In one of his books, Kisho Kurokawa provided a clear description of Metabolism in architecture. "I thought that architecture is not permanent art, something that is completed and fixed, but rather something that grows towards the future, is expanded upon, renovated, and developed." His design philosophy focused on the notions of impermanence, materiality, and sustainability since he proposed the transition from the "Age of Machine" to the "Age of Life."


The traditional Sukiya architecture profoundly influenced Kurokawa. The concept of Capsule architecture is probably derived from the tea house and its minimal design. He mentioned kochuu, referring to the Japanese tradition of constructing minimum spaces that recreate a separate universe.

This interest in the minimal cell for living was also at the center of the research of modernist architects. In 1951 Le Corbusier created the Cabanon de Vacances, the only building constructed for himself as a refuge to work and find inspiration. Similarly, in 1973 Kurokawa built the Capsule K in Nagano as his villa, re-proposing the concept adopted for the Nakagin. While in Nagano, the capsule was conceived as a space to isolate, the Nakagin Capsule was designed to host what he defined as the Homo Movens , the hyperactive metropolitan businessman.


"Until now, home life, work, and leisure have been separated into different spaces and geographical zones. However, with our twenty-four-hour days, life is becoming more complex and multi-layered", wrote Kurokawa. To understand this concept, it is essential to consider Tokyo as a transitional space rather than a typical city. Homes are just random spaces to spend a few hours of rest. The concept behind Nakagin was highly innovative with its attempt to recreate a city within the building. The capsules could be used as homes, offices, or meeting spaces. A secretary service and a cafeteria were also included on the second floor. After the Nakagin, the capsule concept has declined in Tokyo in several ways, such as the capsule hotels or the manga cafes.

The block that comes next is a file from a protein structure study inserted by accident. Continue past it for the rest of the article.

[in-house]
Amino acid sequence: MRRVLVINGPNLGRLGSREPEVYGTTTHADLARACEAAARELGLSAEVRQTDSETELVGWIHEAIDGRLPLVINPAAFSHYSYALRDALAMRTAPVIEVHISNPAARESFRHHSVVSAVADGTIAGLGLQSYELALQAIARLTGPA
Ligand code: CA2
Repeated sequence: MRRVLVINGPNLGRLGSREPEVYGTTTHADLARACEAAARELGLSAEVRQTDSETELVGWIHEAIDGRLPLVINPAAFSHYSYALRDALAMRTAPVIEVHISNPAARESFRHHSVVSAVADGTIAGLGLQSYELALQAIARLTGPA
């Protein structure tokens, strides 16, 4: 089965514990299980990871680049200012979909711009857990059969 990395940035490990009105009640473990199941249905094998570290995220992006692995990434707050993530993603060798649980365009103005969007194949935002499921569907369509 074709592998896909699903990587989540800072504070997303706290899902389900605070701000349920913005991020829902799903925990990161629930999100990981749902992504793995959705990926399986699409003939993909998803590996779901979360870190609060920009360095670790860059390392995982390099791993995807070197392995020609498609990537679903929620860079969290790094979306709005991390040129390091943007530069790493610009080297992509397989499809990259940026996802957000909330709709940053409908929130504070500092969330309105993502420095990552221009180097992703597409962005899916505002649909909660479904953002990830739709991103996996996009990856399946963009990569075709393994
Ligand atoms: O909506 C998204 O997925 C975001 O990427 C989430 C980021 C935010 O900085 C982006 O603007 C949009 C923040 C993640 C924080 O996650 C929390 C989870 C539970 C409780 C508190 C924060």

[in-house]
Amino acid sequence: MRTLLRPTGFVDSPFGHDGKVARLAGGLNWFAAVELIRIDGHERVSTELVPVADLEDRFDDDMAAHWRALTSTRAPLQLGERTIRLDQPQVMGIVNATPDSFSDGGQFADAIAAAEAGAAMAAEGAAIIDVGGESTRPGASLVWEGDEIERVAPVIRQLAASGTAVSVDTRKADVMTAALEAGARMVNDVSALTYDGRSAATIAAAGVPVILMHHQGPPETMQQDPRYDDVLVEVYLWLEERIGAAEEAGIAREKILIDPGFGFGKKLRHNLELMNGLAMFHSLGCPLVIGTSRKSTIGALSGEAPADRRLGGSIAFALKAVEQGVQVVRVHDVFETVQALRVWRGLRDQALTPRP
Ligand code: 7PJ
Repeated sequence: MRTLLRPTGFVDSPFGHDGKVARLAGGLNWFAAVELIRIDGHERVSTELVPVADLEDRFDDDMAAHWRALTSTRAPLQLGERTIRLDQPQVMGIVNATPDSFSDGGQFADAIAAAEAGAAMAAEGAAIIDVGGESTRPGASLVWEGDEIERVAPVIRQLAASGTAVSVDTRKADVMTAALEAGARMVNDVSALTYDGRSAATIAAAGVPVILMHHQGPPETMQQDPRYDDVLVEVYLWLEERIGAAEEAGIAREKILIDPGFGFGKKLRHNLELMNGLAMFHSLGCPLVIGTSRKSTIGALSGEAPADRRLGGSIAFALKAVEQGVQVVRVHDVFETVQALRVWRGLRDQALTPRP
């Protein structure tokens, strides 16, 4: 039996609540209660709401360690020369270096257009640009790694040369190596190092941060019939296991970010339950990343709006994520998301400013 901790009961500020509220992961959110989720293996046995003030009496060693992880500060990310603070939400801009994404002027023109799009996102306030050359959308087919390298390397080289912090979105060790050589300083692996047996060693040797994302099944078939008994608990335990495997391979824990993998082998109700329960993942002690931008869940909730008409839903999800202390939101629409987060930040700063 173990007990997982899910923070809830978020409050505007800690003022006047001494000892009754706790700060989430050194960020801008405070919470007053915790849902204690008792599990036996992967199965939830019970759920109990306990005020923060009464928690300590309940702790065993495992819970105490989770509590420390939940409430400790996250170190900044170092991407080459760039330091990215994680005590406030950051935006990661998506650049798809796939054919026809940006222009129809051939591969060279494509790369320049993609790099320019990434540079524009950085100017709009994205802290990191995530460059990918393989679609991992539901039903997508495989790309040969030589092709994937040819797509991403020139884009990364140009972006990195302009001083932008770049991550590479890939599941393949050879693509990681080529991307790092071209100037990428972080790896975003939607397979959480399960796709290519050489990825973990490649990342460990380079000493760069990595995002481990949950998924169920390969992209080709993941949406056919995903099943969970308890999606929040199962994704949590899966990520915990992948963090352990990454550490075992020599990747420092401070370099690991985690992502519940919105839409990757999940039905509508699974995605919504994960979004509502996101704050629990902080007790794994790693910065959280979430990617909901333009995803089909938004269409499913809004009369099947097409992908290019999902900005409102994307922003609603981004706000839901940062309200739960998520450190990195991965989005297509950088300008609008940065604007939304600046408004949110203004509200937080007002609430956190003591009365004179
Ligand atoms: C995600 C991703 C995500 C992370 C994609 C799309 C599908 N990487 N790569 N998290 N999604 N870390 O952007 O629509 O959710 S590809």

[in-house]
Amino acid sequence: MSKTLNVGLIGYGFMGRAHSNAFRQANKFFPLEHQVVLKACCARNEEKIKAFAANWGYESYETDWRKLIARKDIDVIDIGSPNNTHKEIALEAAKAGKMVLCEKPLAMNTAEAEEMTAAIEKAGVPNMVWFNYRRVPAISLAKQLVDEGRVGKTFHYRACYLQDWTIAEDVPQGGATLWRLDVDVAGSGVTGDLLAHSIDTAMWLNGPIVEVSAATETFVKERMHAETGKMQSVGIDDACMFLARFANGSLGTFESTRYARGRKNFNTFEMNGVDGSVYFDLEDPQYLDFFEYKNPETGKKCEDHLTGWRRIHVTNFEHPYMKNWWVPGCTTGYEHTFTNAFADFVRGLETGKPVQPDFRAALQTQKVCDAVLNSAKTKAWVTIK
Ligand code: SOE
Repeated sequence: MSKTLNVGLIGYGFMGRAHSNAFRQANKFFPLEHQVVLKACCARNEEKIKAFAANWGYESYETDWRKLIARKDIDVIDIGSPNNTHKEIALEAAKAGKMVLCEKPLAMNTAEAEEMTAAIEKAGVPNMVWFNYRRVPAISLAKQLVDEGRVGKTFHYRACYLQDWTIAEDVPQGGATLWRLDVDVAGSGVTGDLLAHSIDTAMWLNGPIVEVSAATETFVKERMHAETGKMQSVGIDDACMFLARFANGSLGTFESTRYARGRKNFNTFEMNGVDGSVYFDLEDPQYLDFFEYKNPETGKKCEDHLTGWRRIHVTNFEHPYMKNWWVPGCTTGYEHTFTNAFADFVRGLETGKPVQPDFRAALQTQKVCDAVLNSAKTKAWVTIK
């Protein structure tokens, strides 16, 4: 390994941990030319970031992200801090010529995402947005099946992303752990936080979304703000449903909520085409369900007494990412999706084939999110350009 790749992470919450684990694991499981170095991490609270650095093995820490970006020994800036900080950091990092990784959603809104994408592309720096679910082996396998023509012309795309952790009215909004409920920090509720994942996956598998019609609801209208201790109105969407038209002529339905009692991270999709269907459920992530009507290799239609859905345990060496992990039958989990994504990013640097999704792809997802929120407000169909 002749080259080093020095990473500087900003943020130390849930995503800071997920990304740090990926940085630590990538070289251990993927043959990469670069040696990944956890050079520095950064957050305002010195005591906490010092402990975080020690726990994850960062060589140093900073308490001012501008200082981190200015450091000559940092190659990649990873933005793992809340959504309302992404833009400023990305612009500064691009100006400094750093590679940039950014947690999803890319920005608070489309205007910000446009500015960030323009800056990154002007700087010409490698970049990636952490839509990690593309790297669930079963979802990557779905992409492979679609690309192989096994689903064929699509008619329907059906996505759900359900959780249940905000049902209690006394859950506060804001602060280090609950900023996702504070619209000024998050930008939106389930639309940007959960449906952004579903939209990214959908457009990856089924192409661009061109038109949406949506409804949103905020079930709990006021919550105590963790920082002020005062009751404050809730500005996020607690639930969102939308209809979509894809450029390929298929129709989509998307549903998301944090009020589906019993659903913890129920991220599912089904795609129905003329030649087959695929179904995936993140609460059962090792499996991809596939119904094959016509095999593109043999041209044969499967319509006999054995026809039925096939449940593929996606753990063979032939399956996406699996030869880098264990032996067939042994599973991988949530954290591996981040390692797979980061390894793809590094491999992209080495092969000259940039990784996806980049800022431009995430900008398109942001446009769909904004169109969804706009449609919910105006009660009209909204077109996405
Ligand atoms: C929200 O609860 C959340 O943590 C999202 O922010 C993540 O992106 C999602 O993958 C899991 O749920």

In an interview taken in 2007, Kurokawa discussed Nakagin and its fate. He mentioned that if the capsules had been replaced every twenty-five years as planned, they could have lasted two hundred years. He had also stressed the necessity of maintenance, which unfortunately was lacking throughout the life of the building.


It must be said that the design of Nakagin also had some significant problems that influenced its capacity to resist aging. For example, the replacement of the capsules was complicated by how they were anchored, which made it necessary to remove all the modules simultaneously. That was almost impossible since the owners were all different.


The demolition of Nakagin Capsule is a bitter chapter of Tokyo history, but possibly this fate is coherent with the concept of impermanence that shaped it. The capsules were conceived to be detached and relocated. One of the modules is already on display at the Museum of Modern Art, designed by Kurokawa. Other capsules will be recycled and sent to museums in Japan and abroad. Albeit in a different form, Kurokawa's masterpiece will survive and spread its message worldwide.